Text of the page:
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July 09, 2020

Lewis: Reinstate Munich Games 400m medallists Matthews, Collett

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July 07, 2020

A sports-base approach is needed to help the youth

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July 07, 2020

CANOC President calls for IOC to rescind life bans issued to athletes 48 years after…

Caribbean National Olympic Committees (CANOC) President Brian Lewis has called for the International Olympic Committee…
July 04, 2020

Matthews and Collett Banned From Olympics

MUNICH, West Germany, Sept. 8 — The International Olympic Committee barred today two United States…
July 04, 2020

Vincent Matthews and Wayne Collett: A Most Casual Protest With Most Striking Consequences

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July 04, 2020

Athletes Will Be Banned From Protesting at the 2020 Tokyo Olympics. But the Games Have…

The International Olympic Committee (IOC) announced new guidelines on Thursday that ban athletes from making…
July 04, 2020


The IOC stands for non-discrimination as one of the founding pillars of the Olympic Movement,…

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Wednesday, 08 July 2020 19:07

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AFTER SUFFERING severe leg cramps during his final representation of the red, white and black as a National cyclist throughout the early stages of the 117km Caribbean Elite Road Championships Men’s Road Race in Barbados on Sunday, Emile Abraham expressed some regret at the disappointing way in which it ended, but still held his head high as he rode off into the sunset culminating an illustrious 30-year career.

Speaking after the challenging race, the 41-year old endurance specialist admitted that sweltering heat along the course did in fact play a part in his exit. Riding alongside compatriots Joshua Alexander, Sheldon Ramjit and Akil Campbell, Abraham looked good in the opening rounds and was among the five leading riders approaching the seventh lap. However, the experienced but weary muscles of the multiple National champion soon began to rebel, which forced the 2013 and 2014 Caribbean Road Race runner-up to pull out the race.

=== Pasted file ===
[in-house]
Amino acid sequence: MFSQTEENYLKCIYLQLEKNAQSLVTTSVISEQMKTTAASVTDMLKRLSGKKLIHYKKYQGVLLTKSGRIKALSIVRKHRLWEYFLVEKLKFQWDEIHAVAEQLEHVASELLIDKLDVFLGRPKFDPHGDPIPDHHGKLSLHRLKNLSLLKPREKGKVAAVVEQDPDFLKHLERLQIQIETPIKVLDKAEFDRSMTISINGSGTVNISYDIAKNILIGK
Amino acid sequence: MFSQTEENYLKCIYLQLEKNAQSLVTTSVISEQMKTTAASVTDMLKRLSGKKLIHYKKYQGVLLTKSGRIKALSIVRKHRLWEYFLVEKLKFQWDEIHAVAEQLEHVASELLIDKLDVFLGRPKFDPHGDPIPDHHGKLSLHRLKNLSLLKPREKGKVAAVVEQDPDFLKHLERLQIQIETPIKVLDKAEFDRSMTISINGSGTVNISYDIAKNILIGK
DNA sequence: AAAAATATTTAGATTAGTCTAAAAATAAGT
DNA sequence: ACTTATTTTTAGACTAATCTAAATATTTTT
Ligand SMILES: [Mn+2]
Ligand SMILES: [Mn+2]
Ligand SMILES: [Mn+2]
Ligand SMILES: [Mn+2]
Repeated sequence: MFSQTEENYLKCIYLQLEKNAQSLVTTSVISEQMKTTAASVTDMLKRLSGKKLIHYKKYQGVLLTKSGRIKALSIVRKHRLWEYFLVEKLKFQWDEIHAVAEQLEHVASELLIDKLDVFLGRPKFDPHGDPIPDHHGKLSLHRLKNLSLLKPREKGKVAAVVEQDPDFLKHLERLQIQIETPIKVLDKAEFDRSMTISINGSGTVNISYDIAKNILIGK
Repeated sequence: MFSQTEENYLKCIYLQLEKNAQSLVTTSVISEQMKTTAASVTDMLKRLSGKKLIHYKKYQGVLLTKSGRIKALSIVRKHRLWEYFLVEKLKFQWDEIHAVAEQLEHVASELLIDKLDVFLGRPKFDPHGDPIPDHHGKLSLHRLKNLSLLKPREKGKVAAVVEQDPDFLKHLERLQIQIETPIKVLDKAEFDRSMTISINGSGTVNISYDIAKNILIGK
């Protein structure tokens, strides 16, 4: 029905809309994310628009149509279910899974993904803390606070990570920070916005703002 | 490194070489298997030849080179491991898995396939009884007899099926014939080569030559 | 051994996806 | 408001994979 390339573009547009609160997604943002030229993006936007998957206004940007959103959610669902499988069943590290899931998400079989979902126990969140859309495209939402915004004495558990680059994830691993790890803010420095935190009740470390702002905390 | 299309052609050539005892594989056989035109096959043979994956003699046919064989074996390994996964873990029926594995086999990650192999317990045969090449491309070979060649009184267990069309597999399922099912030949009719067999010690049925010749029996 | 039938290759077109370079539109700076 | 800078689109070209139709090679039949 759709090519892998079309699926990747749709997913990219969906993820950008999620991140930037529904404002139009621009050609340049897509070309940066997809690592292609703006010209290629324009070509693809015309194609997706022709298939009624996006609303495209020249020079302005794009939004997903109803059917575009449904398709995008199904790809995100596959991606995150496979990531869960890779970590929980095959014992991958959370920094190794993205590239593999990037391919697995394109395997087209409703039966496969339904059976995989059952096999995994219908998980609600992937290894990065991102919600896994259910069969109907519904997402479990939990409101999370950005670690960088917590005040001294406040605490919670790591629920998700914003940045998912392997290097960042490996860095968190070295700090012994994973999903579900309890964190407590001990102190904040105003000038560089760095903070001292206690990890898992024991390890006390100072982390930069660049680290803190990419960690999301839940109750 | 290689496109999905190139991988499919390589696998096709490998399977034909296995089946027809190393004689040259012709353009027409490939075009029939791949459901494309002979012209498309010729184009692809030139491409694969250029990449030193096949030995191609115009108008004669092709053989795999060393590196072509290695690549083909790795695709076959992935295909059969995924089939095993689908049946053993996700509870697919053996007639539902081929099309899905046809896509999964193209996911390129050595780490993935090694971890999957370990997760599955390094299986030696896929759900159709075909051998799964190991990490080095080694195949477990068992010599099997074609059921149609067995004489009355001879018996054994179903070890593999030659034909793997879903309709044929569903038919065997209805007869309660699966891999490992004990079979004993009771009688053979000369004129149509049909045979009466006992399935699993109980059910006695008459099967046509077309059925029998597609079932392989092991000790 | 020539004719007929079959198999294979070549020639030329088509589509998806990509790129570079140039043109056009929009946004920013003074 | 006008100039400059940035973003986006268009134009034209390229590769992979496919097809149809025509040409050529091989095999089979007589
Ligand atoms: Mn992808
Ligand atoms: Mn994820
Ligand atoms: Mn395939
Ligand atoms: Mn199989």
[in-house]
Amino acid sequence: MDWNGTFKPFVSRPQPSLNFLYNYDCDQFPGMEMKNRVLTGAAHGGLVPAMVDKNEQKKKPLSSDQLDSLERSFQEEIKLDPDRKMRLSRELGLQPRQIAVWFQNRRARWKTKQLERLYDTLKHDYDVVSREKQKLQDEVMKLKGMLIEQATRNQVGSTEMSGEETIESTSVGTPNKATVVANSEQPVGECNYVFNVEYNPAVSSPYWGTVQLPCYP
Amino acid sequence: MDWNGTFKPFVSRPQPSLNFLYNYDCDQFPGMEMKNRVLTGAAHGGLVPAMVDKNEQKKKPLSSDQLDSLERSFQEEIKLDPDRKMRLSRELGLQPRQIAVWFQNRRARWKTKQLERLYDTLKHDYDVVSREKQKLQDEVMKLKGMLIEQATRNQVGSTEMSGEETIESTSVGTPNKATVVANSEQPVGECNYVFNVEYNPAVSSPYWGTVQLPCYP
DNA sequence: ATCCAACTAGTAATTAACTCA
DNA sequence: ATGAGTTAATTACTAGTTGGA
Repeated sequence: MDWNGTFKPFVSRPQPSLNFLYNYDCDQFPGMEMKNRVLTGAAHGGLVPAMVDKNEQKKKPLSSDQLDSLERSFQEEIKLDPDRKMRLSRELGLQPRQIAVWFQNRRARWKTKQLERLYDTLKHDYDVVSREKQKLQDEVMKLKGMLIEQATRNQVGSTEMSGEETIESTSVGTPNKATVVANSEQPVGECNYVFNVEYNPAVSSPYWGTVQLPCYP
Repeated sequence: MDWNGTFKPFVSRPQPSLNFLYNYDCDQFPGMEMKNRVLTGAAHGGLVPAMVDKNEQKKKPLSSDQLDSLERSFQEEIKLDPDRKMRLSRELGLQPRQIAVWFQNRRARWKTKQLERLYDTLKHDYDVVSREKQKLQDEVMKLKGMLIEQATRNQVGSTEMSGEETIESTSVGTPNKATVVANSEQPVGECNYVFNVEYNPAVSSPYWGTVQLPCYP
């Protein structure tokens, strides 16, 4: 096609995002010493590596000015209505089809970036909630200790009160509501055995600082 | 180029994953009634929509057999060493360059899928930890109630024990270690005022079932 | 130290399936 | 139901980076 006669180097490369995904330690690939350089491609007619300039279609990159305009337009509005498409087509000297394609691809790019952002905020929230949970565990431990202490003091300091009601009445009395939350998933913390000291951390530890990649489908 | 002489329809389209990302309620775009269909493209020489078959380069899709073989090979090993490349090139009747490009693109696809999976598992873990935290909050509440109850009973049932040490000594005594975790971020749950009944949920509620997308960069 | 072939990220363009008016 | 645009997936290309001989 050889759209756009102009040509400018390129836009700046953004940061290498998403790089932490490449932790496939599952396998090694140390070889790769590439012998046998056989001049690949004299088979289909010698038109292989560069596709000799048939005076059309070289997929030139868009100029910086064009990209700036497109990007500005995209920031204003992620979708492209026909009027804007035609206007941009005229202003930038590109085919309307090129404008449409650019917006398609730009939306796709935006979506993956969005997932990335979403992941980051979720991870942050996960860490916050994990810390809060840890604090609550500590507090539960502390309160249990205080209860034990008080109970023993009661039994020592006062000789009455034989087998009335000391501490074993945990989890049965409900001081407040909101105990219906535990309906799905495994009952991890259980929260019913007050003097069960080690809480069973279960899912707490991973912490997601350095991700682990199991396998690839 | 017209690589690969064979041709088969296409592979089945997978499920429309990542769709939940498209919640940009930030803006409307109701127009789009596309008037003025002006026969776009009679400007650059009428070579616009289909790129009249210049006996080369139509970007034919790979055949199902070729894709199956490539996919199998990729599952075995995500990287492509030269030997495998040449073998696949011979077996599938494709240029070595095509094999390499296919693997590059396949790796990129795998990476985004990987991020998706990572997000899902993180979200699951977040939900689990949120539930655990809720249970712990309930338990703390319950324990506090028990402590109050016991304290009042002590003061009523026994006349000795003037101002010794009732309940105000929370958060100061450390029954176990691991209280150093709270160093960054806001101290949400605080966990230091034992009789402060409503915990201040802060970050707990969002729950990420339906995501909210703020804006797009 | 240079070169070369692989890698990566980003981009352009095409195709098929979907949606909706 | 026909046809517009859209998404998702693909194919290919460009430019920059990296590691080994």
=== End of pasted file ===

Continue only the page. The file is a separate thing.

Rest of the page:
“It was very hot but I started off in the front group,” explained the former Rossetti Devo Cycling Team manager and cyclist.

“Joshua Alexander made the first break for the first couple laps and that put me in a good position, because I didn’t have to do the work and was able to just sit back and stay with the leaders. I stayed with the front group for a couple laps and I started to get into a little bit of difficulty with the heat and so forth and I lost the front group and had to chase back on, which I did.” He continued, “Then the following lap after that, I ended up going on the offence and I attacked. With a small group of four, and 30 seconds up, that really put me in the gutter. The next lap around I started cramping and that was the end of my day,” said a clearly upset Abraham.

Abraham has now stood down from all further major international competition, but will still get some race time along the American circuit. He is also currently working with an Under-25 team in the US, and is deeply intent on getting them to the Tour de France within the coming years.

“Maybe I’ll do some Masters (events) but nothing at the high level that I have been doing for the last 30 years,” he added.

“This is my fourth Caribbean Road Championships and I had a fourth and two silvers. It’s really disappointing with this being my last time here that I was unable to finish. But, I know I had a good reign over the last 20 years and I represented Trinidad and Tobago for 23 of the 30 years I competed.

I’ve always been proud of representing red, white and black wherever I went, and I’m really happy that everyone gave me the support in what I have done and now it’s just on to another chapter.” After a tough UCI Tour of Tobago and a similar Caribbean Road Championships, Abraham held in high regard the competitive progression of the region’s endurance riders.

He concluded, “Caribbean cycling has come a long way with respect to the riders and their abilities to be able to compete against each other and the rest of the world. I’m really happy to see the Caribbean and all the officials who have contributed towards the Caribbean Championships to make this what it is.

We need these kind of competition and games so the riders are able to race against themselves without outside interference. I’m also happy to see the UCI (International Cycling Union) is fully on board to support Caribbean cycling. This is why it has grown.”